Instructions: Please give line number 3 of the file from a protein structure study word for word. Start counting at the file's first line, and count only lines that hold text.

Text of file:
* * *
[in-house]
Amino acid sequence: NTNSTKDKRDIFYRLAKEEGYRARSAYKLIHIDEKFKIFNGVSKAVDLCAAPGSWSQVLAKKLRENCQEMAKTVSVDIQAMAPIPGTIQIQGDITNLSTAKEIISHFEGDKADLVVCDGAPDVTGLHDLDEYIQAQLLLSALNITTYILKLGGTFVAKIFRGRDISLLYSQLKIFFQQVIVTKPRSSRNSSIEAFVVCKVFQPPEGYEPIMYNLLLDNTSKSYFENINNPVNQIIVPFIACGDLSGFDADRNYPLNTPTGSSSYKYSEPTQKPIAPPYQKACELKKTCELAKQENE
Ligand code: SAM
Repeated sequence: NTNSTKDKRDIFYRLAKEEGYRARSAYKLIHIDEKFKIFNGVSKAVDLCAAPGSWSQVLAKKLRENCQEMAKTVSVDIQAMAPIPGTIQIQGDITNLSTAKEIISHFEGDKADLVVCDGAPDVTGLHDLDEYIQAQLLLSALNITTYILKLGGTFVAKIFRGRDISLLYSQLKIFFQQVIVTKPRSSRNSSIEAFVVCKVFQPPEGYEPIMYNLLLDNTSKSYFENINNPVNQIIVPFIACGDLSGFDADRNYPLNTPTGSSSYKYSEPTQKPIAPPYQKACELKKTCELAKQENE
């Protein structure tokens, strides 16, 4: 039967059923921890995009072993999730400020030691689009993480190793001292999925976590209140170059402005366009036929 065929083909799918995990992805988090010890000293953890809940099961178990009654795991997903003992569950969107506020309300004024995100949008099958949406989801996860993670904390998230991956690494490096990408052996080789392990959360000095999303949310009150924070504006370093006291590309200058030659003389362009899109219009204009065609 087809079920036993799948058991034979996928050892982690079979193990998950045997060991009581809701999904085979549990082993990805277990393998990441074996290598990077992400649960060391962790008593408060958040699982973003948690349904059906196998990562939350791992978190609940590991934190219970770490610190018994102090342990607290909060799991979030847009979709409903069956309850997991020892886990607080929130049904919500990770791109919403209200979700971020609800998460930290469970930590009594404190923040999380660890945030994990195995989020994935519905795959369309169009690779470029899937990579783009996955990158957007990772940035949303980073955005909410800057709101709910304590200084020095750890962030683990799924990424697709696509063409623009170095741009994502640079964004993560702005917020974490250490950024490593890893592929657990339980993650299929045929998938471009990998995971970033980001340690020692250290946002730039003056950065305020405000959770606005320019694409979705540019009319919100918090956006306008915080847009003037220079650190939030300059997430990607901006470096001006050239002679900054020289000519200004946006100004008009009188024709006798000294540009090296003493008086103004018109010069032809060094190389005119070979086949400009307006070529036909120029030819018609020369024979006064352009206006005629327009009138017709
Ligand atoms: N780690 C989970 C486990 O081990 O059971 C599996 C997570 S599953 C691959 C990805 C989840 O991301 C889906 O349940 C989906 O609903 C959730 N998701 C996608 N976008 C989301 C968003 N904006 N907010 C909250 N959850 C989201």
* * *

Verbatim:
Ligand code: SAM